Why Are Oil Prices So High and Will They Stay That Way?

on Feb2
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HOUSTON — Oil prices are increasing, again, casting a shadow over the economy, driving up inflation and eroding consumer confidence.

Crude prices rose more than 15 percent in January alone, with the global benchmark price crossing $90 a barrel for the first time in more than seven years, as fears of a Russian invasion of Ukraine grew.

Though the summer driving season is still months away, the average price for regular gasoline is fast approaching $3.40 a gallon, roughly a dollar higher than it was a year ago, according to AAA.

The Biden administration said in November that it would release 50 million barrels of oil from the nation’s strategic reserves to relieve the pressure on consumers, but the move hasn’t made much of a difference.

Many energy analysts predict that oil could soon touch $100 a barrel, even as electric cars become more popular and the coronavirus pandemic persists. Exxon Mobil and other oil companies that only a year ago were considered endangered dinosaurs by some Wall Street analysts are thriving, raking in their biggest profits in years.

The pandemic depressed energy prices in 2020, even sending the U.S. benchmark oil price below zero for the first time ever. But prices have snapped back faster and more than many analysts had expected in large part because supply has not kept up with demand.

Western oil companies, partly under pressure from investors and environmental activists, are drilling fewer wells than they did before the pandemic to restrain the increase in supply. Industry executives say they are trying not to make the same mistake they made in the past when they pumped too much oil when prices were high, leading to a collapse in prices.

Elsewhere, in countries like Ecuador, Kazakhstan and Libya, natural disasters and political turbulence have curbed output in recent months.

“Unplanned outages have flipped what was thought to be a pivot towards surplus into a deep production gap,” said Louise Dickson, an oil markets analyst at Rystad Energy, a research and consulting firm.

On the demand side, much of the world is learning to cope with the pandemic and people are eager to shop and make other trips. Wary of coming in contact with an infectious virus, many are choosing to drive rather than taking public transportation.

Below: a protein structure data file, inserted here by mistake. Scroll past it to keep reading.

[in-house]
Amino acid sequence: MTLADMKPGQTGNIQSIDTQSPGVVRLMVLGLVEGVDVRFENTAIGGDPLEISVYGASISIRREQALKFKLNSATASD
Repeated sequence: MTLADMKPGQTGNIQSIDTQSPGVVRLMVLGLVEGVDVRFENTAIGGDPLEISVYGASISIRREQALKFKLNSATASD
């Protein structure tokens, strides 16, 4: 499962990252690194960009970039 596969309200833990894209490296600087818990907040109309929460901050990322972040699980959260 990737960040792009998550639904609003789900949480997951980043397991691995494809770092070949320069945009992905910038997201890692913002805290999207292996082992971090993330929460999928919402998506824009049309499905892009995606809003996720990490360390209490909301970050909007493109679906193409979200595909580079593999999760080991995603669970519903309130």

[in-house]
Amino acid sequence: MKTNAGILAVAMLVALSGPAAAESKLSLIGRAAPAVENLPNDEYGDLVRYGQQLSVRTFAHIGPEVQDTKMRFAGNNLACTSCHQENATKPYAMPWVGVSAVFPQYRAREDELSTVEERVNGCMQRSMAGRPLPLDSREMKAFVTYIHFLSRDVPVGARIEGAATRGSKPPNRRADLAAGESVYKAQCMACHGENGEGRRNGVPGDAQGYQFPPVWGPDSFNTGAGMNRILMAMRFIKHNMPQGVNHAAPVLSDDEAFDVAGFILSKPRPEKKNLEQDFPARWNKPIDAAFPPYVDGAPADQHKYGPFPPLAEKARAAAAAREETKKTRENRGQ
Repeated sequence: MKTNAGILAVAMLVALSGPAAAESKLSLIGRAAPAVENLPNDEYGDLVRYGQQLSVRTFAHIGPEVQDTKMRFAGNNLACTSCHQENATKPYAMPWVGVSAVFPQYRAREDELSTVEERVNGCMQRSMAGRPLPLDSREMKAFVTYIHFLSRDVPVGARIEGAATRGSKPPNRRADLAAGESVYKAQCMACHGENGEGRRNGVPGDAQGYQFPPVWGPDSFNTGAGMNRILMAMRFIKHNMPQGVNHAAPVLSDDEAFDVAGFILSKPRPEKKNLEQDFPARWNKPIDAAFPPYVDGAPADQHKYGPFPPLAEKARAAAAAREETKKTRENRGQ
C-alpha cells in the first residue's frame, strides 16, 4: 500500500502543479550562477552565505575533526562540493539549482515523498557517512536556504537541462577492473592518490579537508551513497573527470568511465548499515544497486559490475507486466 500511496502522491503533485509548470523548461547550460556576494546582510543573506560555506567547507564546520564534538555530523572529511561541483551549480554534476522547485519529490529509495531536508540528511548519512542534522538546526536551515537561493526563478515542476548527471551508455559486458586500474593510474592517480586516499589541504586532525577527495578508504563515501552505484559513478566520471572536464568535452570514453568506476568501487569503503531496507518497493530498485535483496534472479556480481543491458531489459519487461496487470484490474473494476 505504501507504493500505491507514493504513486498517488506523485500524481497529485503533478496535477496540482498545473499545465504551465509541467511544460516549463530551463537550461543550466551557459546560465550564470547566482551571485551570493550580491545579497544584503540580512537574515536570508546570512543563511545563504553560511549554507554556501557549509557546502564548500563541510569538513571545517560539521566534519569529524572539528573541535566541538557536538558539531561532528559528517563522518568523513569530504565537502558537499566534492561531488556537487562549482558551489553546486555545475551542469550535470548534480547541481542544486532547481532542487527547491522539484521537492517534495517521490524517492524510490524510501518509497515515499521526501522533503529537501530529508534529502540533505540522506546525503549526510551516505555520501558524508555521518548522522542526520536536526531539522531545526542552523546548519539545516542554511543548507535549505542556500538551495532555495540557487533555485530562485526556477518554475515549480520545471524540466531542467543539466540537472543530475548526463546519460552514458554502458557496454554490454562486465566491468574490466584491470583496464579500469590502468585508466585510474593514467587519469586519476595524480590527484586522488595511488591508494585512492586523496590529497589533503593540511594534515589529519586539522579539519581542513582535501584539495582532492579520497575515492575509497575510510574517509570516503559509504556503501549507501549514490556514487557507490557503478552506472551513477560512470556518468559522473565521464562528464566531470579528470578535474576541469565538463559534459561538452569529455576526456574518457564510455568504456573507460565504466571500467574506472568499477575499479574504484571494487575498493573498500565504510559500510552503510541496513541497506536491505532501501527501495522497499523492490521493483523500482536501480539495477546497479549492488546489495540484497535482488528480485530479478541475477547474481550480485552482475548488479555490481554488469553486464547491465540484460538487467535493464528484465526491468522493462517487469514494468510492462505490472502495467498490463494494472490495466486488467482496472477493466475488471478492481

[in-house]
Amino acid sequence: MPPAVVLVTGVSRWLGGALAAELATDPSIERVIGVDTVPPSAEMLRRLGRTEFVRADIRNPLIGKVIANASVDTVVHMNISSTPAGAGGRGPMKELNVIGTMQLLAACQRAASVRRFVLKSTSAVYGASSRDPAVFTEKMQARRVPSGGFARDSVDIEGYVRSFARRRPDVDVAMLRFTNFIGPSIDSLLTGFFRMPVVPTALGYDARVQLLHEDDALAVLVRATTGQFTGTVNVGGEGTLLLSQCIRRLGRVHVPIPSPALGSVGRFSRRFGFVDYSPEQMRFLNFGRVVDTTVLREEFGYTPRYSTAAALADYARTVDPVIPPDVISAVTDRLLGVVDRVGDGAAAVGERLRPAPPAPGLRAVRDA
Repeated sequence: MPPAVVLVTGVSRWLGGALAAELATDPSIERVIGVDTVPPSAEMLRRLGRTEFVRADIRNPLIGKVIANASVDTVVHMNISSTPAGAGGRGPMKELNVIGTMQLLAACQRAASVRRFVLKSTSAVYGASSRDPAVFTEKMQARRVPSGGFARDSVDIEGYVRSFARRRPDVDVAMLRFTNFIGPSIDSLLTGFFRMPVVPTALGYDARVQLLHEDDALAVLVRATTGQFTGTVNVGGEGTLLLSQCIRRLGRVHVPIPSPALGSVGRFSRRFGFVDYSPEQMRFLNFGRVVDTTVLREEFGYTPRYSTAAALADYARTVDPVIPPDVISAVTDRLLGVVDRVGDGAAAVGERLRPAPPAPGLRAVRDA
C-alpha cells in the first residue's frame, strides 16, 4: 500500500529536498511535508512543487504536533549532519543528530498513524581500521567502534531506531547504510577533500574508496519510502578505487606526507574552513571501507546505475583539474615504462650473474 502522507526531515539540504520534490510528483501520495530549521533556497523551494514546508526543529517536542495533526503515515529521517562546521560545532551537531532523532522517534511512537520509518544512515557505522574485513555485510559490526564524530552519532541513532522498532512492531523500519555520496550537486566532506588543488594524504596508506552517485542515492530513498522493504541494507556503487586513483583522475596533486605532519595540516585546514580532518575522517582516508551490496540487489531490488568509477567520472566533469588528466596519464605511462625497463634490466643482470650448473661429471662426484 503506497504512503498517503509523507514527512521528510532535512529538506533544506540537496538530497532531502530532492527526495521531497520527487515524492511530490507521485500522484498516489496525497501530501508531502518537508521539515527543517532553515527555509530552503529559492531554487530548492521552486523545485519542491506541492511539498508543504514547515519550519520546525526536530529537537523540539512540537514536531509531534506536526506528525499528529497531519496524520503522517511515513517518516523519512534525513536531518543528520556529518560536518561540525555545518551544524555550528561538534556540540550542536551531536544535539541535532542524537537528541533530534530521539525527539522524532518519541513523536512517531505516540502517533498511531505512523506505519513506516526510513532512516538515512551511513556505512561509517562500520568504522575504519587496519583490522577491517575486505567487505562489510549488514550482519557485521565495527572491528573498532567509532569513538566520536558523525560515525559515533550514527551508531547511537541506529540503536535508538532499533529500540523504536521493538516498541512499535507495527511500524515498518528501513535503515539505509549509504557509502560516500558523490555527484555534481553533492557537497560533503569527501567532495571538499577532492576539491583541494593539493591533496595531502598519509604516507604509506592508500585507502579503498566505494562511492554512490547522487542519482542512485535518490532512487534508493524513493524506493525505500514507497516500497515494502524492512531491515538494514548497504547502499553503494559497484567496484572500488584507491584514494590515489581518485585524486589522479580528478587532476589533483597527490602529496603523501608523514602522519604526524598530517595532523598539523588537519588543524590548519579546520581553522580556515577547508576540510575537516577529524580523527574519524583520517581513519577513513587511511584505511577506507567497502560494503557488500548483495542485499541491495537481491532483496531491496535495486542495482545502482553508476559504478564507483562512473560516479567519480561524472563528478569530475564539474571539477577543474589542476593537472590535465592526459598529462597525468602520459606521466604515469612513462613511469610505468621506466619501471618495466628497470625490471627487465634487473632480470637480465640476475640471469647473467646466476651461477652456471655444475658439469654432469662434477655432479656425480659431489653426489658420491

But the most immediate and critical factor is geopolitical.

A potential Russian invasion of Ukraine has “the oil market on edge,” said Ben Cahill, a senior fellow at the Center for Strategic and International Studies in Washington. “In a tight market, any significant disruptions could send prices well above $100 per barrel,” Mr. Cahill wrote in a report this week.

Russia produces 10 million barrels of oil a day, or roughly one of every 10 barrels used around the world on any given day. Americans would not be directly hurt in a significant way if Russian exports stopped, because the country sends only about 700,000 barrels a day to the United States. That relatively modest amount could easily be replaced with oil from Canada and other countries.

But any interruption of Russian shipments that transit through Ukraine, or the sabotage of other pipelines in northern Europe, would cripple much of the continent and distort the global energy supply chain. That’s because, traders say, the rest of the world does not have the spare capacity to replace Russian oil.

Even if Russian oil shipments are not interrupted, the United States and its allies could impose sanctions or export controls on Russian companies, limiting their access to equipment, which could gradually reduce production in that country.

In addition, interruptions of Russian natural gas exports to Europe could force some utilities to produce more electricity by burning oil rather than gas. That would raise demand and prices worldwide.

The United States, Japan, European countries and even China could release more crude from their strategic reserves. Such moves could help, especially if a crisis is short-lived. But the reserves would not be nearly enough if Russian oil supplies were interrupted for months or years.

Western oil companies that have pledged not to produce too much oil are likely to change their approach if Russia was unable or unwilling to supply as much oil as it did. They would have big financial incentives — from a surging oil price — to drill more wells. That said, it would take those businesses months to ramp up production.

President Biden has been urging the Organization of the Petroleum Exporting Countries to pump more oil, but several members have been falling short of their monthly production quotas, and some may not have the capacity to quickly increase output. OPEC members and their allies, Russia among them, agreed on Wednesday to stick to a plan for increasing production next month by a relatively modest 400,000 barrels a day.

In addition, if Russian supplies are suddenly reduced, Washington is likely to put pressure on Saudi Arabia to raise production independently of the cartel. Analysts think that the kingdom has several million barrels of spare capacity that it could tap in a crisis.

A big jump in oil prices would push gasoline prices even higher, and that would hurt consumers. Working-class and rural Americans would be hurt the most because they tend to drive more. They also drive older, less fuel-efficient vehicles. And energy costs tend to represent a larger percentage of their incomes, so price increases hit them harder than more affluent people or city dwellers who have access to trains and buses.

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